Web Program Connects Players in AD Trials
Sullivan, Michele G., Clinical Psychiatry News
An interactive telephone- and Web-based service now lets Alzheimer's patients, caregivers, and their physicians connect more easily with ongoing clinical trials.
The service - Alzheimer's Association TrialMatch - has the potential to greatly enrich the research into more effective treatment options and the ultimate goal of an Alzheimer's cure, William Thies, Ph.D., chief medical officer of the Alzheimer's Association, said at a press briefing.
"Alzheimer's disease is clearly the No. 1 health challenge of the 21st century, and research is the only way to solve this problem," Dr. Thies said at the meeting in Honolulu. "If patients are not enrolling in trials, there can be no advances in diagnosis, treatment, and prevention, making the lack of study participants a significant health issue. TrialMatch provides a first-of-its-kind service in Alzheimer's by delivering a user-friendly and individualized guide to clinical trials for people with Alzheimer's, their health care professionals, caregivers, and healthy volunteers."
There are about 150 clinical studies for Alzheimer's and dementia ongoing. Unfortunately, not enough patients volunteer for them - a problem that slows recruiting and drags out the overall length of the trial, Dr. Reisa Sperling said in an interview.
"At the rate we have people signing up now, it takes 12-18 months just to complete enrollment for a study," said Dr. Sperling, director of clinical research at the Memory Disorders Unit, Brigham and Women's Hospital, Boston. "Since each one of these trials lasts for 18-24 months, that means each one takes 3-4 years to get an answer. This is not doable with the current scale of research." Currently, there are 10 drugs in large-scale clinical trials and another 20 in preclinical studies.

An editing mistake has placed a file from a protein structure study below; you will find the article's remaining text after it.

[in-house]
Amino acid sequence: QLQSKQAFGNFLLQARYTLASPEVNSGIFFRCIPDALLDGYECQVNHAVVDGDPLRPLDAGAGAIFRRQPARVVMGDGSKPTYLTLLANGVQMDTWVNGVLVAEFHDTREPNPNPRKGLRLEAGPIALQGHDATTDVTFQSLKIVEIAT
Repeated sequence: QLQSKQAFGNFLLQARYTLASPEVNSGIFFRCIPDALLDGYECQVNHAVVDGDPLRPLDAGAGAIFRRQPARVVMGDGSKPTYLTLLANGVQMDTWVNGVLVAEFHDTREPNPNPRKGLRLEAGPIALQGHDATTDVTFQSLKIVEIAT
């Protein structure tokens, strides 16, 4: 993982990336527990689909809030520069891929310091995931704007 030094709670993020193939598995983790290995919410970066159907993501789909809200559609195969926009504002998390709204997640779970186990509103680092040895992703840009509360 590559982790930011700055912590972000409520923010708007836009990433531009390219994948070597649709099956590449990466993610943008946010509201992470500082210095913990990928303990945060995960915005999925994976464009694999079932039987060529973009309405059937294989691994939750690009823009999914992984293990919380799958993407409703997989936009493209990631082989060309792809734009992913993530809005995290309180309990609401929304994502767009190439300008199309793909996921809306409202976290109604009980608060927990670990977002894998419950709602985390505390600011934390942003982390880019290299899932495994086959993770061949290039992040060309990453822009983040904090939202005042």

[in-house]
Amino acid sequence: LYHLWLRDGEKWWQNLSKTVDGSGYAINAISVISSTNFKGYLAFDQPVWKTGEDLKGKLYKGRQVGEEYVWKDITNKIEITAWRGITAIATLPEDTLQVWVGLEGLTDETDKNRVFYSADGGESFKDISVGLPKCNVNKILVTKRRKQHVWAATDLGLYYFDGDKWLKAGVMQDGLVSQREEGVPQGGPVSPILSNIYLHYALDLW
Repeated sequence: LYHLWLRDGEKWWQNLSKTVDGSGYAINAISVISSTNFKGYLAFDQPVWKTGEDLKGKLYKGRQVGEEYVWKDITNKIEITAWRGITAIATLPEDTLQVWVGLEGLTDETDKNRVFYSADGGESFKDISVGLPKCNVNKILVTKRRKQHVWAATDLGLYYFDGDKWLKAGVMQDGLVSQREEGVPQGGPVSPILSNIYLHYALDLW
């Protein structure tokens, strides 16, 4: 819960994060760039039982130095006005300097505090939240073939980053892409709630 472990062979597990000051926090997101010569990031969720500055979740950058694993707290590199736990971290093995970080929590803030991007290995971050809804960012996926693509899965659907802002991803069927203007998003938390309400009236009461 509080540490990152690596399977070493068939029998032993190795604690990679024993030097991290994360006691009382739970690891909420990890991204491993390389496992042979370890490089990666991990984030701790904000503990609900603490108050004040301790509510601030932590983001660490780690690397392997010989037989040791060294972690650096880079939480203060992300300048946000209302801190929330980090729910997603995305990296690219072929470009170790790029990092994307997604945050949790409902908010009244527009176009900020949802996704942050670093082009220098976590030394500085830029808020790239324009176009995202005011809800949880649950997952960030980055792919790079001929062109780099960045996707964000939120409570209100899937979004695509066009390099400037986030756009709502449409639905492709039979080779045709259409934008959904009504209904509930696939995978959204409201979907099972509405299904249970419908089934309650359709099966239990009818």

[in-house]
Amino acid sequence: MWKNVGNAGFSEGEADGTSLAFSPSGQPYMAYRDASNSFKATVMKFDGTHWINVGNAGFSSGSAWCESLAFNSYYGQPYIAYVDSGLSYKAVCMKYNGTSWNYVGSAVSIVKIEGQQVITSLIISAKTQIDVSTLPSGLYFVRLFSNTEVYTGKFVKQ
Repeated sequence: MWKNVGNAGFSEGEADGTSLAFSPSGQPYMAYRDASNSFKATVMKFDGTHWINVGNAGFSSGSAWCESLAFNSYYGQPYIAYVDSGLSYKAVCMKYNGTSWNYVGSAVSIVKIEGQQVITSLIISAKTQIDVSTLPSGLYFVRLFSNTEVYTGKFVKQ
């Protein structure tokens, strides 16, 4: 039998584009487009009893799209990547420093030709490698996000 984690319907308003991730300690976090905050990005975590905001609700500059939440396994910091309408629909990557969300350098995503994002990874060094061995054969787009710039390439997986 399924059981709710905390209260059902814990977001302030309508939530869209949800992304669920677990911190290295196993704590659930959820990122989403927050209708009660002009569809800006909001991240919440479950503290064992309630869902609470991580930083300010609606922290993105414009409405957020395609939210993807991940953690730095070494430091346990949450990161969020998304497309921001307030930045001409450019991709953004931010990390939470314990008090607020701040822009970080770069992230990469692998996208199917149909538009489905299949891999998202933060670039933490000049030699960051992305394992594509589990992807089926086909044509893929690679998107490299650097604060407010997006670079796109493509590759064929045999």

Even when patients do volunteer for trials, screening eliminates many possible candidates, she said. "For every patient we enroll, we typically need to screen three or four. TrialMatch will collect detailed information in a confidential way, online, and that will speed up the matching process considerably."
Interested parties visit the TrialMatch Web site (www.alz.org/TrialMatch) and identify themselves as a patient, caregiver, physician, researcher, or health volunteer. The program then creates a user name, password, and a personal profile that matches the user to trials for which he may qualify.
At any time in the process, users can also call a toll-free number (800-272-3900) to speak with a volunteer who will walk them through the process. Specialists who are available 24 hours a day help to match individuals to clinical trials for which they are eligible, based on study inclusion/exclusion criteria, diagnosis, treatment history, and location. …